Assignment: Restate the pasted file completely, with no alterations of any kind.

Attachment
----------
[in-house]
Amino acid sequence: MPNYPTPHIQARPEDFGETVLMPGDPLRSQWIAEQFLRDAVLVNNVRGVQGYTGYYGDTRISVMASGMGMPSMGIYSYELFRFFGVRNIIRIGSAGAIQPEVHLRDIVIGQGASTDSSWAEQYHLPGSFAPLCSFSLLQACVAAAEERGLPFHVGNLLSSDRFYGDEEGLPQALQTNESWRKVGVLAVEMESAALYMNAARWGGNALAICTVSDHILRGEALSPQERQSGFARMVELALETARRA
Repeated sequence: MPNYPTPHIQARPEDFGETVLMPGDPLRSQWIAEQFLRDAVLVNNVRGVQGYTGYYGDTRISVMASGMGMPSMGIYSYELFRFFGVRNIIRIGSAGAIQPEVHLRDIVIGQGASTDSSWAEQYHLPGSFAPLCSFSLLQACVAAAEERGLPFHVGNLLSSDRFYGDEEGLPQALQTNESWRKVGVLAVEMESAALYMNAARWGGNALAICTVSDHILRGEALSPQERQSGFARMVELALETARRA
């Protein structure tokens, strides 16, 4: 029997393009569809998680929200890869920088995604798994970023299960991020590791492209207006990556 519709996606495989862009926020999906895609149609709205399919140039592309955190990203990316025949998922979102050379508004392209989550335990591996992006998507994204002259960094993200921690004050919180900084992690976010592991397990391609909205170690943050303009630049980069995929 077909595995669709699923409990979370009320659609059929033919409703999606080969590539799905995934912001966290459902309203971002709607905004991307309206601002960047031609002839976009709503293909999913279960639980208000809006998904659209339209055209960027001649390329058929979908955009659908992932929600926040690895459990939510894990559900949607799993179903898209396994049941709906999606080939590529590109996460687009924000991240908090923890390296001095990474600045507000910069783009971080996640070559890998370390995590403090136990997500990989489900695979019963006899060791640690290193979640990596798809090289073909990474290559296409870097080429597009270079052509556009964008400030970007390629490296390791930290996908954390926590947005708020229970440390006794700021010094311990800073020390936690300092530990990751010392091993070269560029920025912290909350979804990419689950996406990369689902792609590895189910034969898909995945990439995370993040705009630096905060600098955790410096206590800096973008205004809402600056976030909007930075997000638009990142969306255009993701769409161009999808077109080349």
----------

[in-house]
Amino acid sequence: MPNYPTPHIQARPEDFGETVLMPGDPLRSQWIAEQFLRDAVLVNNVRGVQGYTGYYGDTRISVMASGMGMPSMGIYSYELFRFFGVRNIIRIGSAGAIQPEVHLRDIVIGQGASTDSSWAEQYHLPGSFAPLCSFSLLQACVAAAEERGLPFHVGNLLSSDRFYGDEEGLPQALQTNESWRKVGVLAVEMESAALYMNAARWGGNALAICTVSDHILRGEALSPQERQSGFARMVELALETARRA
Repeated sequence: MPNYPTPHIQARPEDFGETVLMPGDPLRSQWIAEQFLRDAVLVNNVRGVQGYTGYYGDTRISVMASGMGMPSMGIYSYELFRFFGVRNIIRIGSAGAIQPEVHLRDIVIGQGASTDSSWAEQYHLPGSFAPLCSFSLLQACVAAAEERGLPFHVGNLLSSDRFYGDEEGLPQALQTNESWRKVGVLAVEMESAALYMNAARWGGNALAICTVSDHILRGEALSPQERQSGFARMVELALETARRA
């Protein structure tokens, strides 16, 4: 029997393009569809998680929200890869920088995604798994970023299960991020590791492209207006990556 519709996606495989862009926020999906895609149609709205399919140039592309955190990203990316025949998922979102050379508004392209989550335990591996992006998507994204002259960094993200921690004050919180900084992690976010592991397990391609909205170690943050303009630049980069995929 077909595995669709699923409990979370009320659609059929033919409703999606080969590539799905995934912001966290459902309203971002709607905004991307309206601002960047031609002839976009709503293909999913279960639980208000809006998904659209339209055209960027001649390329058929979908955009659908992932929600926040690895459990939510894990559900949607799993179903898209396994049941709906999606080939590529590109996460687009924000991240908090923890390296001095990474600045507000910069783009971080996640070559890998370390995590403090136990997500990989489900695979019963006899060791640690290193979640990596798809090289073909990474290559296409870097080429597009270079052509556009964008400030970007390629490296390791930290996908954390926590947005708020229970440390006794700021010094311990800073020390936690300092530990990751010392091993070269560029920025912290909350979804990419689950996406990369689902792609590895189910034969898909995945990439995370993040705009630096905060600098955790410096206590800096973008205004809402600056976030909007930075997000638009990142969306255009993701769409161009999808077109080349």